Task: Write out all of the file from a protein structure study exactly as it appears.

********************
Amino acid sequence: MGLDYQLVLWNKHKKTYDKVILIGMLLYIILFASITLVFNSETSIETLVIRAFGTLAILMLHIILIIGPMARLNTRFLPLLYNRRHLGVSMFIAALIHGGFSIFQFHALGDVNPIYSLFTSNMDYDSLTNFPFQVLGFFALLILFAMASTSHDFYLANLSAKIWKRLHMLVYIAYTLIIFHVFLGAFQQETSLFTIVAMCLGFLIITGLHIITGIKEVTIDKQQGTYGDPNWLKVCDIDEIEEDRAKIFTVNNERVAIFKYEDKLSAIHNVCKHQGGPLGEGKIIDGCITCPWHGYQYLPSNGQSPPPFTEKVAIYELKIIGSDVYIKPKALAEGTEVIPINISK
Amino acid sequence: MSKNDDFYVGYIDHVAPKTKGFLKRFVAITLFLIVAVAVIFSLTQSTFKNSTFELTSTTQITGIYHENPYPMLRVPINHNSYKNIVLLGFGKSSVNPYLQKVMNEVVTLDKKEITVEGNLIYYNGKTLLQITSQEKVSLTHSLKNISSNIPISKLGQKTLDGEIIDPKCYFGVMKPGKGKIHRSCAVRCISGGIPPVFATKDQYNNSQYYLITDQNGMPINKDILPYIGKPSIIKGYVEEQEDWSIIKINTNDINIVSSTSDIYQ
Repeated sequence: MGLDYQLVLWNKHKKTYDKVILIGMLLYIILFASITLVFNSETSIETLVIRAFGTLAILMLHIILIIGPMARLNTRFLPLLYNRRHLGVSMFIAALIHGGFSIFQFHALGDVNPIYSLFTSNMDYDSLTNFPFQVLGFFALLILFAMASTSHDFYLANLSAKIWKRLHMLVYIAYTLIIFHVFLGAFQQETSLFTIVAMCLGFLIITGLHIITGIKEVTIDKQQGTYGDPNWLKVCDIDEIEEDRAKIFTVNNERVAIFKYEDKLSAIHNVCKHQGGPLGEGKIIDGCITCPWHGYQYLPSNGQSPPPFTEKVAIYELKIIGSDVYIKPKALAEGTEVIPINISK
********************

Amino acid sequence: MGLDYQLVLWNKHKKTYDKVILIGMLLYIILFASITLVFNSETSIETLVIRAFGTLAILMLHIILIIGPMARLNTRFLPLLYNRRHLGVSMFIAALIHGGFSIFQFHALGDVNPIYSLFTSNMDYDSLTNFPFQVLGFFALLILFAMASTSHDFYLANLSAKIWKRLHMLVYIAYTLIIFHVFLGAFQQETSLFTIVAMCLGFLIITGLHIITGIKEVTIDKQQGTYGDPNWLKVCDIDEIEEDRAKIFTVNNERVAIFKYEDKLSAIHNVCKHQGGPLGEGKIIDGCITCPWHGYQYLPSNGQSPPPFTEKVAIYELKIIGSDVYIKPKALAEGTEVIPINISK
Amino acid sequence: MSKNDDFYVGYIDHVAPKTKGFLKRFVAITLFLIVAVAVIFSLTQSTFKNSTFELTSTTQITGIYHENPYPMLRVPINHNSYKNIVLLGFGKSSVNPYLQKVMNEVVTLDKKEITVEGNLIYYNGKTLLQITSQEKVSLTHSLKNISSNIPISKLGQKTLDGEIIDPKCYFGVMKPGKGKIHRSCAVRCISGGIPPVFATKDQYNNSQYYLITDQNGMPINKDILPYIGKPSIIKGYVEEQEDWSIIKINTNDINIVSSTSDIYQ
Repeated sequence: MGLDYQLVLWNKHKKTYDKVILIGMLLYIILFASITLVFNSETSIETLVIRAFGTLAILMLHIILIIGPMARLNTRFLPLLYNRRHLGVSMFIAALIHGGFSIFQFHALGDVNPIYSLFTSNMDYDSLTNFPFQVLGFFALLILFAMASTSHDFYLANLSAKIWKRLHMLVYIAYTLIIFHVFLGAFQQETSLFTIVAMCLGFLIITGLHIITGIKEVTIDKQQGTYGDPNWLKVCDIDEIEEDRAKIFTVNNERVAIFKYEDKLSAIHNVCKHQGGPLGEGKIIDGCITCPWHGYQYLPSNGQSPPPFTEKVAIYELKIIGSDVYIKPKALAEGTEVIPINISK